Resident Evil 7’s First Hour Is Its Best

I was never a massive horror game fan, but my first time playing Resident Evil 7 changed all of that. Not only is it my favourite game in the series, but it’s my favourite game in the genre. There’s a multitude of good reasons for that, but there’s one that has stuck with me ever since I booted the game up, and that’s its fantastic introductory hour. Make no mistake, Resident Evil 7’s first hour is one of its best.

As much as I love everything that happens post-Mia being knocked out, it’s the opening scenes that really stuck with me after playing, and even a few years later. It’s arguably my most played bit of the game as well, as I’ve gone back to it more times than I can count in an attempt to sucker mates into getting scared. I’ve seen it many a time, with many a reaction, but I’ve never got tired of seeing it and I think there’s more to that than just being a scary sequence.

After a fairly cryptic message from his supposedly dead wife Mia, our faceless protagonist Ethan Winters drives towards a mansion in the bayou to follow a message left by her. It’s a simple set-up that gives the player enough to go on and enough motivation to see what’s coming next.

The first thing the player has to do is walk alongside the outskirts of the Baker Mansion as they follow a trail of vaguely cult-like imagery, and it’s great for showing off the game’s graphics and giving them some breathing room. What’s great about this section is the implication of horror, rather than outwardly showing it. You’ll see Jack Baker walking around a corner, jump at ravens flying into the sky, and find a suspicious pile of burning clothes, but nothing explicitly comes out to get you this early on. Boy how that changes later.

This rising tension carries on as you actually enter the house and start looking for Mia. The scenes as you walk through the kitchen and find the hidden entrance are a little slower than the rest, but it works really well for showcasing the game’s visuals and letting the player freak themselves out. It’s very reminiscent of exploring the Police Station for the first time, with dread around the corner but still not quite there.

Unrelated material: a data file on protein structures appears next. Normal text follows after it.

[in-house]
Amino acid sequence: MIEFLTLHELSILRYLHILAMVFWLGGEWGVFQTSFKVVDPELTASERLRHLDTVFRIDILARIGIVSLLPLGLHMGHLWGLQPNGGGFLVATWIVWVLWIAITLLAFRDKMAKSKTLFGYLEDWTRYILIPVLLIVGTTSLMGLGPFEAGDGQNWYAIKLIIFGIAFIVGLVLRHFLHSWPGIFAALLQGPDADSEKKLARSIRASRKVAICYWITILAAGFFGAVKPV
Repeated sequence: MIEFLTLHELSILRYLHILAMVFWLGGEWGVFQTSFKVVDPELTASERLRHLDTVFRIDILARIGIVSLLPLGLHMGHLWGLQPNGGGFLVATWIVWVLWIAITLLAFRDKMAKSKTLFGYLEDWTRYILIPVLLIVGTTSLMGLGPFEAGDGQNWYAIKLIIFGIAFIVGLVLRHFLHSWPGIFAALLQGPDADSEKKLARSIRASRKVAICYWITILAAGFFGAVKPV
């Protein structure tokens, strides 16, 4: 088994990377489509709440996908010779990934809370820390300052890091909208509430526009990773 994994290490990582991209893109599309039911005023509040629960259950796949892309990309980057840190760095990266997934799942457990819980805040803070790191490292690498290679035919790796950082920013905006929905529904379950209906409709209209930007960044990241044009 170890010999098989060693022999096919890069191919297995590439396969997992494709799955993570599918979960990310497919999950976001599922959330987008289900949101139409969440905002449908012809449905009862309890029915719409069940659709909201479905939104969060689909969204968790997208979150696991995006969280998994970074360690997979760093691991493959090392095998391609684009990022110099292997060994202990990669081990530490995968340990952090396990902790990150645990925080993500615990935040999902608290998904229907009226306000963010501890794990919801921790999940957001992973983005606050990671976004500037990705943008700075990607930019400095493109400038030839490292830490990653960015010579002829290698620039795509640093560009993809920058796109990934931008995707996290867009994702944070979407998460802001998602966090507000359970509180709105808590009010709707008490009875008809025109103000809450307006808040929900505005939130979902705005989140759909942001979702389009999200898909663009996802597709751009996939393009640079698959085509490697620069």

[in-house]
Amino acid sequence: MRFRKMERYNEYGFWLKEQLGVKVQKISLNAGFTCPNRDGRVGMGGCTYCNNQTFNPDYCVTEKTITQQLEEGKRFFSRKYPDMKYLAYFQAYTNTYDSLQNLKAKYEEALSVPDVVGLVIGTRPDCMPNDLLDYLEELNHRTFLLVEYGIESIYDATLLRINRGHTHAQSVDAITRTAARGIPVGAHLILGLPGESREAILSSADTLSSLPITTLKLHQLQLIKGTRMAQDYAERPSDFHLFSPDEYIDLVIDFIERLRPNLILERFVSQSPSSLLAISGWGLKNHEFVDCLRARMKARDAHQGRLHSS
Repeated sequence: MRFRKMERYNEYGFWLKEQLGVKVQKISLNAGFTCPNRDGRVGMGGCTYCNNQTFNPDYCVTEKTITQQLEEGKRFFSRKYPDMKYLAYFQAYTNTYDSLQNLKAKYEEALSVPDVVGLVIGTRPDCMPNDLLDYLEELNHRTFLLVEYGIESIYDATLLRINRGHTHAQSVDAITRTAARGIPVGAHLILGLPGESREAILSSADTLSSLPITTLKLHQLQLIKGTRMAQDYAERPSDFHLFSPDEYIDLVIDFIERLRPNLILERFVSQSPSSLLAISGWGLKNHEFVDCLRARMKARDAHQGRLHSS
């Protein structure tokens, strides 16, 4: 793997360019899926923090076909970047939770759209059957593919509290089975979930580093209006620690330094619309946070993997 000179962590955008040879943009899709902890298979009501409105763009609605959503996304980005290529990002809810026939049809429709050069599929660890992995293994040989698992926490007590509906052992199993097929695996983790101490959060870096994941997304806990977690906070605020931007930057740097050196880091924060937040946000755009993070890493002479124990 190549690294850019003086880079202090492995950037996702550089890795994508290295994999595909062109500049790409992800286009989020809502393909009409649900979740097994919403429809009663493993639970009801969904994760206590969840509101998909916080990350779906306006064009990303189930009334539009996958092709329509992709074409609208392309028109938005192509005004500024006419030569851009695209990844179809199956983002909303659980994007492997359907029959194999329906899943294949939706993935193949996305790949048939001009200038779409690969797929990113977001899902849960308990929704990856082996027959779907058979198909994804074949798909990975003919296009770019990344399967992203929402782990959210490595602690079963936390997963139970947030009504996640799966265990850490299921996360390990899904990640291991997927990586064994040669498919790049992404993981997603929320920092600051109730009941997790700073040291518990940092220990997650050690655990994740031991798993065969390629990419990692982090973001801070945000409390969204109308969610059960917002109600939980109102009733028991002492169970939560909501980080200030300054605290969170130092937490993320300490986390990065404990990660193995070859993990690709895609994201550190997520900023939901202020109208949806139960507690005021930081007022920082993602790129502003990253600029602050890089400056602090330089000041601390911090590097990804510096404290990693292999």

Once Ethan’s found Mia in the basement, the game slows down again to give some story details, but soon after it does another fantastic job at building tension. Hearing Mia smash through a wall as you try and find a way out is great, and I’ve always loved how the game makes you climb up the stairs and look around before having to slowly go back down and confront her. It’s great at defying your expectations, and the player is rewarded with their first proper jump scare of the game.

I’m a bit of a sucker for jump scares in horror games (both in the sense that they always get me, and that I love seeing them), and they’re arguably most present in this introduction. Mia running into the player after you’ve taken her down the first time is fantastically done and not obvious at all, whilst the corpse bubbling up in the basement water never fails to make me jump. Your mileage may vary, but as someone who loves spectacle, they ended up being incredibly memorable to me, and I still love seeing people’s reactions to them for the first time. They’re not as smart as the one with Jack opening the door later in the game, but they do a great job of showing how scary Resident Evil 7 is going to be.

Running into Mia again triggers another incredibly memorable scene where Mia pins Ethan’s hand against the stairs and chainsaws his arm clean off. It’s surprisingly brutal if you don’t know that it’s coming, but it also makes the scene where Ethan arms up (pardon the pun) feel pretty badass as the player.

After the infamous chainsaw scene, Resident Evil 7 smartly introduces a combat section with the game’s first boss – Mia. She’s surprisingly difficult, and still very scary to come up against even if you’ve now fought her twice, but it’s really clever at teaching the player what’s to come in a dynamic way.

Once you’ve defeated Mia, you get one more jump-scare as Jack knocks you out and sets the rest of the game in motion. The next hour or two contains more fantastic tension-building before the action side of things rears its head, but it’s really this first showing that makes many players stick with Resident Evil 7. The absolute rollercoaster of emotions as you find your wife, get your hand chopped off, and eventually kill your wife shows that Resident Evil 7 isn’t messing around, and is a truly incredible opening that never gets old.

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